Latest EU Mandate For EU-US FTA Shows PrioritiesPublished on 31 May 2013 @ 11:41 pm
Intellectual Property Watch
By Monika Ermert for Intellectual Property Watch
Audiovisual content should be out of scope for the Transatlantic Trade and Investment Partnership (TTIP), but protection of European geographical indications is covered and intellectual property issues in general “explored,” European Union governments wrote in their draft negotiation mandate for the Commission, dated 21 May.
A big step with regard to IP protection could be the inclusion of “state-of-the-art investor-to-state dispute settlement mechanism.” ISDS mechanisms recently were discussed in a report by the UN Conference for Trade and Development (UNCTAD) which noted a need to evaluate its efficacy. With IP explicitly becoming a topic of ISDS, patent rules or changes in the copyright systems could become a target of investors.
The draft mandate, expected to be passed during a dedicated one-day session of the EU Foreign Affairs Council of Ministers on 14 June, was leaked by German activist blog “netzpolitik.org” (see here).
Members of the European Parliament during their plenary debate on a TTIP resolution fought over the terms for transparency, with the Green Party failing with their resolution asking for more transparency and the Council debate over the mandate to be streamed. Transparency over the course of the TTIP negotiations is not significantly addressed in the document. The document contains a more general commitment to consult stakeholders before measures are introduced and publish general rules and measures with impact on international trade and investment.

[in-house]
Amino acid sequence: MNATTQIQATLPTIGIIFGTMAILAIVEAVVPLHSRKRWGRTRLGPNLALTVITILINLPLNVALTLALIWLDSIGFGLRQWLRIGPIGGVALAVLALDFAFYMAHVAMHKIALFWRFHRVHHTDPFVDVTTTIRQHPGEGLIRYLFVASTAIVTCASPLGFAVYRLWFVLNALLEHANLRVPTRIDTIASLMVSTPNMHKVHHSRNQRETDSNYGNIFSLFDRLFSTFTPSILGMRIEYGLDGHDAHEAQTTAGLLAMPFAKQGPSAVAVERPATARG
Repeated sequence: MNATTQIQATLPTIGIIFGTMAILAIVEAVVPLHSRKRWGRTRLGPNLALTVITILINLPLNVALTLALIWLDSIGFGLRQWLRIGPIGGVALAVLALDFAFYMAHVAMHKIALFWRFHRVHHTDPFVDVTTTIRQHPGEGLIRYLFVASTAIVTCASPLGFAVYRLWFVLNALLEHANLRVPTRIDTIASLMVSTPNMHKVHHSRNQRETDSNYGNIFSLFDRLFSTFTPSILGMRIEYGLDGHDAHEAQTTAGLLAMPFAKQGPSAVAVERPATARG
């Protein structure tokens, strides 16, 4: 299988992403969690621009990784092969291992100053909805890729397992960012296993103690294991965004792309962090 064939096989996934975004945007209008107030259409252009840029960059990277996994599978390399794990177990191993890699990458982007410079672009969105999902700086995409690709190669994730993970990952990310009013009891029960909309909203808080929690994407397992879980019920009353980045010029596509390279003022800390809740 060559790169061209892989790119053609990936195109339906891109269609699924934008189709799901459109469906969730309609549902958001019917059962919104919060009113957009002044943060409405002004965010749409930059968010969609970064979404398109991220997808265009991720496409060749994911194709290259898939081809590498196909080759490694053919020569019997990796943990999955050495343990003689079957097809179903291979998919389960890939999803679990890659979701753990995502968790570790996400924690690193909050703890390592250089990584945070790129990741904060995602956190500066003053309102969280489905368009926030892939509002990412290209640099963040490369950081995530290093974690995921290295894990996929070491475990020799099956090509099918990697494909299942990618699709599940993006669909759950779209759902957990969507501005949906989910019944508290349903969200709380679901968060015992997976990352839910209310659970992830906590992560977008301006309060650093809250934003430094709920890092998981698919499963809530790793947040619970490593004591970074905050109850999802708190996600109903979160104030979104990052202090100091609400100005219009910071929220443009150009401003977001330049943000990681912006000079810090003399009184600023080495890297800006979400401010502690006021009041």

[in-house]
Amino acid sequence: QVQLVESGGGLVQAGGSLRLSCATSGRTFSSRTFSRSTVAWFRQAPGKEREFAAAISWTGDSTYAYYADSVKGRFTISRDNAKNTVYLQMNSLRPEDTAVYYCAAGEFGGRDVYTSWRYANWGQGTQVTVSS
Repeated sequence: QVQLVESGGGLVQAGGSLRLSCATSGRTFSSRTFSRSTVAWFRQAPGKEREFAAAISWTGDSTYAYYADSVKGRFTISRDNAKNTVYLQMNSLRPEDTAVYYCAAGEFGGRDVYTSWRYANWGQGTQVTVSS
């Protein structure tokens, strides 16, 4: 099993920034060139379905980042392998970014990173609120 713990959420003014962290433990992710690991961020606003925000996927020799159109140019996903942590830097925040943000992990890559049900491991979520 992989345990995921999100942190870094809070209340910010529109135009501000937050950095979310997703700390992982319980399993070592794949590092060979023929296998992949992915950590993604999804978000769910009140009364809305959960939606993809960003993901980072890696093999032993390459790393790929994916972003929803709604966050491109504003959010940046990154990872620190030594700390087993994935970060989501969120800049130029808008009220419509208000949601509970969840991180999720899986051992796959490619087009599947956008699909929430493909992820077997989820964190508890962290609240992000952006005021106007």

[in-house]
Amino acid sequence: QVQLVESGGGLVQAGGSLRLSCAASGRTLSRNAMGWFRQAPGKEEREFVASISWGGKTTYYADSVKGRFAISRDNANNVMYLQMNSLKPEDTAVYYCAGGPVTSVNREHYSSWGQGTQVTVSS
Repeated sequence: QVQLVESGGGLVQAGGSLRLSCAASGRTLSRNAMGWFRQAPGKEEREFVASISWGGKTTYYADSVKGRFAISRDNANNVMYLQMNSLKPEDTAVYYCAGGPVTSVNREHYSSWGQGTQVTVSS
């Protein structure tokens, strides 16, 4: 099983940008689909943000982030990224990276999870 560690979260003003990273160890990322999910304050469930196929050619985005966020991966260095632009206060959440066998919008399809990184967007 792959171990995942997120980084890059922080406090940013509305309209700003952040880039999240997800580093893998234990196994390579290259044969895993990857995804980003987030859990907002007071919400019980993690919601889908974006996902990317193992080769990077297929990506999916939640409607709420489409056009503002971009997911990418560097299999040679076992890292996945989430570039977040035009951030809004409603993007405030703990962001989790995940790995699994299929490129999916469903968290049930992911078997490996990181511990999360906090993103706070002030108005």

A new paragraph added to the mandate compared with earlier versions states with regard to access to information in general states: “Nothing in this Agreement should affect EU or Member State laws regarding public access to official documents.” One might wonder given the rather broad scope of the mandate document, why the European Commission and member states still uphold that for tactical reasons such a document has to be kept secret.
Categories: Access to Knowledge, Bilateral/Regional Negotiations, Copyright Policy, Enforcement, English, European Policy, IP-Watch Briefs, Patents/Designs/Trade Secrets, Trademarks/Geographical Indications/Domains